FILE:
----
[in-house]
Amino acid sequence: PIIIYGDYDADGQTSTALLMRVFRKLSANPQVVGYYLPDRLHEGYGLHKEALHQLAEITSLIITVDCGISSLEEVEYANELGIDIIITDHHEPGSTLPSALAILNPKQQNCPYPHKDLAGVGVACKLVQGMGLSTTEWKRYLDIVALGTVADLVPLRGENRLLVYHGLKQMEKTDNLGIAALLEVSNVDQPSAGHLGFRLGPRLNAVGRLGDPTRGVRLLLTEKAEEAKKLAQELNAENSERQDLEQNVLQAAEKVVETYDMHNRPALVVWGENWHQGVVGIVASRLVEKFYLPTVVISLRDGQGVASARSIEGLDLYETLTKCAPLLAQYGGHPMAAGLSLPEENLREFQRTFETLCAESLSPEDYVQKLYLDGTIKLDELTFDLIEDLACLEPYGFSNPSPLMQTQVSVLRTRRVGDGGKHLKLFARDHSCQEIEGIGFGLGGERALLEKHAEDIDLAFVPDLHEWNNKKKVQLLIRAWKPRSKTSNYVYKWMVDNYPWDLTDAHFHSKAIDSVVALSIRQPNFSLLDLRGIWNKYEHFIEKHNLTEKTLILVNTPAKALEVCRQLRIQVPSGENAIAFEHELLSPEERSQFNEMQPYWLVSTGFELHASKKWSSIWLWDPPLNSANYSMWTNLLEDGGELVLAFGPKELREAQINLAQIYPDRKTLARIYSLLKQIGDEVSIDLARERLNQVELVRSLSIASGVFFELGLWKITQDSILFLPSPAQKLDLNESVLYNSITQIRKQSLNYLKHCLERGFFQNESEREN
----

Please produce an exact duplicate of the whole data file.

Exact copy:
[in-house]
Amino acid sequence: PIIIYGDYDADGQTSTALLMRVFRKLSANPQVVGYYLPDRLHEGYGLHKEALHQLAEITSLIITVDCGISSLEEVEYANELGIDIIITDHHEPGSTLPSALAILNPKQQNCPYPHKDLAGVGVACKLVQGMGLSTTEWKRYLDIVALGTVADLVPLRGENRLLVYHGLKQMEKTDNLGIAALLEVSNVDQPSAGHLGFRLGPRLNAVGRLGDPTRGVRLLLTEKAEEAKKLAQELNAENSERQDLEQNVLQAAEKVVETYDMHNRPALVVWGENWHQGVVGIVASRLVEKFYLPTVVISLRDGQGVASARSIEGLDLYETLTKCAPLLAQYGGHPMAAGLSLPEENLREFQRTFETLCAESLSPEDYVQKLYLDGTIKLDELTFDLIEDLACLEPYGFSNPSPLMQTQVSVLRTRRVGDGGKHLKLFARDHSCQEIEGIGFGLGGERALLEKHAEDIDLAFVPDLHEWNNKKKVQLLIRAWKPRSKTSNYVYKWMVDNYPWDLTDAHFHSKAIDSVVALSIRQPNFSLLDLRGIWNKYEHFIEKHNLTEKTLILVNTPAKALEVCRQLRIQVPSGENAIAFEHELLSPEERSQFNEMQPYWLVSTGFELHASKKWSSIWLWDPPLNSANYSMWTNLLEDGGELVLAFGPKELREAQINLAQIYPDRKTLARIYSLLKQIGDEVSIDLARERLNQVELVRSLSIASGVFFELGLWKITQDSILFLPSPAQKLDLNESVLYNSITQIRKQSLNYLKHCLERGFFQNESEREN